An Iowa court ruled that an injured worker was able to receive two different prosthetic hands for his hand injury. His employer appealed arguing that he had already received one prosthetic and could not claim another through Workers’ Compensation.
Allen Conell worked for Nestle repairing machines. He was clearing a jam in a bag-sealing machine and the machine closed on his hand. Conell severley injured his hand and had surgeries on his hand and shoulder. He was approved for a mechanical prosthetic so he could move his thumb and index finger. However, he could only use it a few hours a day because it was very heavy and difficult to manipulate, especially for a long period of time. Conell also admitted to having emotional distress in public feeling like a “Frankenstein figure.” According to a psychologist, Conell avoided the general public when he used the mechanical device. He requested a passive, natural-looking prosethic for these reasons.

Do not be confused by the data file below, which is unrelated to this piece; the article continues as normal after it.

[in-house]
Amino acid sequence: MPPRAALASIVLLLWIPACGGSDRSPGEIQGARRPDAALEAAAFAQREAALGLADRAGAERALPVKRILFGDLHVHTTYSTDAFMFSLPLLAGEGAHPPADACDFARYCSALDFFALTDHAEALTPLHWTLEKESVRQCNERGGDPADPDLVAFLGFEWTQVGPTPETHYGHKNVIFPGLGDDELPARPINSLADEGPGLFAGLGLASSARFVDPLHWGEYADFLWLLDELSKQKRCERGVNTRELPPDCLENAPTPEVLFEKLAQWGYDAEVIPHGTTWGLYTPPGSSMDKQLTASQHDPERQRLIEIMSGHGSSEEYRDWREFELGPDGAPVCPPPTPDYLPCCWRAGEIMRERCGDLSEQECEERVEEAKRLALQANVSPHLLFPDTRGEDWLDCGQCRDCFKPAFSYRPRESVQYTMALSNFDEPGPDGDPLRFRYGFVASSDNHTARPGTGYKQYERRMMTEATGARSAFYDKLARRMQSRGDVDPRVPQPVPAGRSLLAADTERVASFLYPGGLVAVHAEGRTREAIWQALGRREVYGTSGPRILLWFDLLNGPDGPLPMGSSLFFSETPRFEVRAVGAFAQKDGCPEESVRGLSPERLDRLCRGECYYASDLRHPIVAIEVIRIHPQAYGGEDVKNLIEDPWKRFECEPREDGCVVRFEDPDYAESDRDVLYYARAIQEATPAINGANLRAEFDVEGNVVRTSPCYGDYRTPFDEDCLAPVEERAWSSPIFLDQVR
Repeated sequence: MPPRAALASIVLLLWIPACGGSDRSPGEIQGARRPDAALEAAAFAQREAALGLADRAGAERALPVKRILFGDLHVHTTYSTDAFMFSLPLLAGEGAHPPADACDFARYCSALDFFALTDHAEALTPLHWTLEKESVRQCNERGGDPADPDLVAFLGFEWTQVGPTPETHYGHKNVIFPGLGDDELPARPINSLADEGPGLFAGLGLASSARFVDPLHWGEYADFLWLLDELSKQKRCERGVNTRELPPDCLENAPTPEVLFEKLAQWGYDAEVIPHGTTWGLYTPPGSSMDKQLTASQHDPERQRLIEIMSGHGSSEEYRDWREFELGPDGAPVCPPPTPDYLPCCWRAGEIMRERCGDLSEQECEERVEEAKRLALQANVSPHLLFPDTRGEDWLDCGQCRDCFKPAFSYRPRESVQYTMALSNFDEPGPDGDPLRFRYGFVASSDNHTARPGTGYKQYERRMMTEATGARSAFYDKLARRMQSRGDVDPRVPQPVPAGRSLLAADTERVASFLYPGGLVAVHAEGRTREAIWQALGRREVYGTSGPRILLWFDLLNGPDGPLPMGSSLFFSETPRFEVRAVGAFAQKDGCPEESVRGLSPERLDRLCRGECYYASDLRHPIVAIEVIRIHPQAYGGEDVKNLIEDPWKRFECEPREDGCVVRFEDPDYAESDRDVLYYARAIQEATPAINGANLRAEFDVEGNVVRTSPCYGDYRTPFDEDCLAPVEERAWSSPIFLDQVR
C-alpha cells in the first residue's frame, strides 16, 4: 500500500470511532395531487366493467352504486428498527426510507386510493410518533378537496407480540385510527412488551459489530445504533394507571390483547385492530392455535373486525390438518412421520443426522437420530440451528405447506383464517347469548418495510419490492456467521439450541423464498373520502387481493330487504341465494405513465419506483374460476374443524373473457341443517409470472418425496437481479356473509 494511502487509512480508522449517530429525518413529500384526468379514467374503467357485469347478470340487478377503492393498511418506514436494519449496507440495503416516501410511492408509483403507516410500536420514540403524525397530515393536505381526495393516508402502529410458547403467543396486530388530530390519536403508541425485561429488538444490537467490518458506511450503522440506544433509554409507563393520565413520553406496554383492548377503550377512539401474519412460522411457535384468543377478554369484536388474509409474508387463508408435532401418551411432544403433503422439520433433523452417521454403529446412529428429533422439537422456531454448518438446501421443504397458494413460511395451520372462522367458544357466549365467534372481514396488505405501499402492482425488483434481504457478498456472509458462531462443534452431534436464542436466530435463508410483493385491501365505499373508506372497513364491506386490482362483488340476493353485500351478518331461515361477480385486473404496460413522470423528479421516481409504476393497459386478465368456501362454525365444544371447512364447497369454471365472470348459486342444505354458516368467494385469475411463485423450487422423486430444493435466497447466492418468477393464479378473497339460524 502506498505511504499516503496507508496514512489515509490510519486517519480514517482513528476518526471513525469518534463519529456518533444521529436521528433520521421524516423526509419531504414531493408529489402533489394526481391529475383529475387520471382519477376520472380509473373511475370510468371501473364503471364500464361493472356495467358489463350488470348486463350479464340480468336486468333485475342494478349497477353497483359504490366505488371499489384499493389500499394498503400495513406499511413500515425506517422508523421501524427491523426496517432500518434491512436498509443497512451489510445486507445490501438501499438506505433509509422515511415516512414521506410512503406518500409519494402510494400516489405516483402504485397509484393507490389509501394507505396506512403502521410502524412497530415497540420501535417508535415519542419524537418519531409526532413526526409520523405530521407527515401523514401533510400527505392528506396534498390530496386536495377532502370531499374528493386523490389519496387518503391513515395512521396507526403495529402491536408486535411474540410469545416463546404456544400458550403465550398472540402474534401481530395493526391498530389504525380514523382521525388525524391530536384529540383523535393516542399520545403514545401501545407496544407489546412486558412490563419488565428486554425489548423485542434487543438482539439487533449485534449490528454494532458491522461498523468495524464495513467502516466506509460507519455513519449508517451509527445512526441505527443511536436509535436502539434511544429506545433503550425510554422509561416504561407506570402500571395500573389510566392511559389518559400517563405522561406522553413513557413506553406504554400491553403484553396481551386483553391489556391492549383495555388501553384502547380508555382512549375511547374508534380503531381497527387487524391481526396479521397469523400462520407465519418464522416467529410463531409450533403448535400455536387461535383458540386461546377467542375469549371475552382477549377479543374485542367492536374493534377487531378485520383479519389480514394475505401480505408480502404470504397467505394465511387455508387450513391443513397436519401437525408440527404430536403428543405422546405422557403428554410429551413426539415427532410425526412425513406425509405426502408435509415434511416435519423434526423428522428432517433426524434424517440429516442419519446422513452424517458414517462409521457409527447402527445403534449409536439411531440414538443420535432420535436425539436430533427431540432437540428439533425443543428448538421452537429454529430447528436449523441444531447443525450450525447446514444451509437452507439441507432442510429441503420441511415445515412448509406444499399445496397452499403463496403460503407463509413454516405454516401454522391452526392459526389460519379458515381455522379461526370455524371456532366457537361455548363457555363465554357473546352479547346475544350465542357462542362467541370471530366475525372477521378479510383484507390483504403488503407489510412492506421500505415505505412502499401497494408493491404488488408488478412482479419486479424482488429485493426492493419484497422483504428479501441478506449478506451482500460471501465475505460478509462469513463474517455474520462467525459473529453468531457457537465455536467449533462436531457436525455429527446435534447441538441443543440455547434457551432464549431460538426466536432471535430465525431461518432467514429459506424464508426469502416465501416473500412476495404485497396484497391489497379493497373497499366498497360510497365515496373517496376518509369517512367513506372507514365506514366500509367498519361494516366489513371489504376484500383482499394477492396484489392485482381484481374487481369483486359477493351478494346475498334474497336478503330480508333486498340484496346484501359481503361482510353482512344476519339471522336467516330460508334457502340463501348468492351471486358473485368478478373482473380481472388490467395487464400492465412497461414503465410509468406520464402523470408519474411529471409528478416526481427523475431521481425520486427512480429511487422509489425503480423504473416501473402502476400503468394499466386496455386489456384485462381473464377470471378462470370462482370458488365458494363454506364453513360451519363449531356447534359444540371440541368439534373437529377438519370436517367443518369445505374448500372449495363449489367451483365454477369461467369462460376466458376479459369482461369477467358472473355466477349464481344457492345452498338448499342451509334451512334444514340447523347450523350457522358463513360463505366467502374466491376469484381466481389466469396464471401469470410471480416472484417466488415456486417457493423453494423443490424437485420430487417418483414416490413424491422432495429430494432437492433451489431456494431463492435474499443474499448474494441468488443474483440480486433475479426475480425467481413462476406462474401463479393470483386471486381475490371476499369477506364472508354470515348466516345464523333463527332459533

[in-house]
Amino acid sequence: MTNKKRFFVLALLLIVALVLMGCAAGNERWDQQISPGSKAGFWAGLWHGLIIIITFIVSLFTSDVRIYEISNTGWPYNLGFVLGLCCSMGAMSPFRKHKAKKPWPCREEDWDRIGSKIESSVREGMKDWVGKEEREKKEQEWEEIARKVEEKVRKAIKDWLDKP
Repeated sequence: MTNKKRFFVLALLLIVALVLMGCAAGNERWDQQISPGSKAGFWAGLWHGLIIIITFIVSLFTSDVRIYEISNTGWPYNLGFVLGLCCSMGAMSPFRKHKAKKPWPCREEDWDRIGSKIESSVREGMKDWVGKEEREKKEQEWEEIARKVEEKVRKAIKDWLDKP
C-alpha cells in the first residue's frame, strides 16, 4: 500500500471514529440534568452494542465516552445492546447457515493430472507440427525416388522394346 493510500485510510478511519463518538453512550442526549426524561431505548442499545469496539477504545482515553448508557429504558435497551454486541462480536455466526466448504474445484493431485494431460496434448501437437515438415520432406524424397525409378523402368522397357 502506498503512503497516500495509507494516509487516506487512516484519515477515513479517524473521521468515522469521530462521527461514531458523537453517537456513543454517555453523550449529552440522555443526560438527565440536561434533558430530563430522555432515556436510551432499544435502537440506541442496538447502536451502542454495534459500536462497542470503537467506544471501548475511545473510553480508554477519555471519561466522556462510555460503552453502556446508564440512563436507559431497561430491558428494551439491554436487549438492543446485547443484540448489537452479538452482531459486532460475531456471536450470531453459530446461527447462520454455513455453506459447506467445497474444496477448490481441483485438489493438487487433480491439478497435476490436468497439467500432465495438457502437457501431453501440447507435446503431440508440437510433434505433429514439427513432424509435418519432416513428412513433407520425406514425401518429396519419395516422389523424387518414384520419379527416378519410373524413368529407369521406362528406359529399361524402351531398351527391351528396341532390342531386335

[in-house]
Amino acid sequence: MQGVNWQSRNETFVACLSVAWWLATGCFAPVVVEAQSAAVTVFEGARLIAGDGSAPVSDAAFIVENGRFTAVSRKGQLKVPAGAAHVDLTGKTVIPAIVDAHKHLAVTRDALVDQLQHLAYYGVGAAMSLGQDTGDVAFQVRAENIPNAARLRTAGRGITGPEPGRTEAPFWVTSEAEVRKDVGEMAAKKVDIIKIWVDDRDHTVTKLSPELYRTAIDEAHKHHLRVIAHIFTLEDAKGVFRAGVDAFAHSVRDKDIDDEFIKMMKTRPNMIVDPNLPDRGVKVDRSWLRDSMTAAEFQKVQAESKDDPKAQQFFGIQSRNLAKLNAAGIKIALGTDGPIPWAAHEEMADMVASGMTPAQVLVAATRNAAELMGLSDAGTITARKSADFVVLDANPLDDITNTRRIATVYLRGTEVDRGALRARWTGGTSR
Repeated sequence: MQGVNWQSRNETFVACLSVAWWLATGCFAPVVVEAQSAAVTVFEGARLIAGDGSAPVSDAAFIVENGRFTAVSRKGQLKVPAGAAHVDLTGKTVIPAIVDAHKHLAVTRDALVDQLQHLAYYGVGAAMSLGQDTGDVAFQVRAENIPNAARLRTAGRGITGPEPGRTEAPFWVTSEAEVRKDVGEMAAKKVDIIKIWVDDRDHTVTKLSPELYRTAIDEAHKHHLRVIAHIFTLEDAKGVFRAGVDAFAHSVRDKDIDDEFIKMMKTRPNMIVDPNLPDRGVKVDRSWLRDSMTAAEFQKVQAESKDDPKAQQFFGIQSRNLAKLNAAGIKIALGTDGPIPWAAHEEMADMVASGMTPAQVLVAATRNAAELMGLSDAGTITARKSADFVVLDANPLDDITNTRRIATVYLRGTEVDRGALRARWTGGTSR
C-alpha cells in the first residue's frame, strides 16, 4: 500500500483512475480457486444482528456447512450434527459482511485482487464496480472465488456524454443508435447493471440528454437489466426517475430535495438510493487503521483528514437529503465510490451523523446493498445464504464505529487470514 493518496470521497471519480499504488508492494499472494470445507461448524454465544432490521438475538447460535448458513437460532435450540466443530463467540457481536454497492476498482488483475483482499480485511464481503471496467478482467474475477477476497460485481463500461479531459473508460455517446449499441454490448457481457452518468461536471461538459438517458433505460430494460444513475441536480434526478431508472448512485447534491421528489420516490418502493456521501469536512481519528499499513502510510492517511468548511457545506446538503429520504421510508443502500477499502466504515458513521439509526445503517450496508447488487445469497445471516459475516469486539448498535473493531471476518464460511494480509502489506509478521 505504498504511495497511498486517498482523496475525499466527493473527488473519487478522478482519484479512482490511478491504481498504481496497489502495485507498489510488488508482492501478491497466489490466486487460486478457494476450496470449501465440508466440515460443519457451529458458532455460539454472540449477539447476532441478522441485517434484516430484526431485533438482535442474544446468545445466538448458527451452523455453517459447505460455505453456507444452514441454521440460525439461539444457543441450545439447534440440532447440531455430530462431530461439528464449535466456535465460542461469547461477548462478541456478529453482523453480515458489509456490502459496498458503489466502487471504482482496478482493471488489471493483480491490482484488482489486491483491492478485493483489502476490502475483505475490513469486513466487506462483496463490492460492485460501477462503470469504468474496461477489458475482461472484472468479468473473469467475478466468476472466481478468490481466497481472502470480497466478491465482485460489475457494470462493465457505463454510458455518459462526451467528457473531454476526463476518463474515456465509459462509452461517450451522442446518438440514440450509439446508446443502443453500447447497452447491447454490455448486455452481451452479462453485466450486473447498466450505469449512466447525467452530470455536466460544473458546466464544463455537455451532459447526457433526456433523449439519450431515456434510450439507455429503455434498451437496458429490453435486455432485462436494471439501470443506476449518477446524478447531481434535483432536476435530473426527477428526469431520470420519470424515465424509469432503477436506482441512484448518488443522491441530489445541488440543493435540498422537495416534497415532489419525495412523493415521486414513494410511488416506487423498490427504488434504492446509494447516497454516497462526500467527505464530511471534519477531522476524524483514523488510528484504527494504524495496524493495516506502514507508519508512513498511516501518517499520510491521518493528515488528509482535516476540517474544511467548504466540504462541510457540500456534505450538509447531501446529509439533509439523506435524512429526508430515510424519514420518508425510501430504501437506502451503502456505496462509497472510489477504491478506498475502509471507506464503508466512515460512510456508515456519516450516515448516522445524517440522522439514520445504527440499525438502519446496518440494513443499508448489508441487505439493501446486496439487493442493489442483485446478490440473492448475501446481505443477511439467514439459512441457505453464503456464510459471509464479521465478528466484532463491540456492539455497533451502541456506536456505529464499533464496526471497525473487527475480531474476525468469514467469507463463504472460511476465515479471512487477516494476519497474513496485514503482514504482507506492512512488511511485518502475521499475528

The court determined that there was a connection between Conell’s PTSD and depression and his work injury. The employer was ordered to pay permanent total disability benefits and to pay for a passive prosthetic hand. Nestle appealed his request, saying it should be denied based on Iowa Code Section 85.27 which limits workers to one set of “reasonable and necessary” prosthetics.
The Court of Appeals of Iowa ruled in favor of Conell determining that he was eligible for a passive prosthetic. This section of the law states “the employer shall furnish reasonable and necessary crutches, artificial members and appliances but shall not be required to furnish more than one set of permanent prosthetic devices.” The court determined that “a set” could include a passive prosthetic with both devices to be used interchangeably according to his needs. It was deemed a necessary part of his care and would allow for this employee’s long-term health and functionality.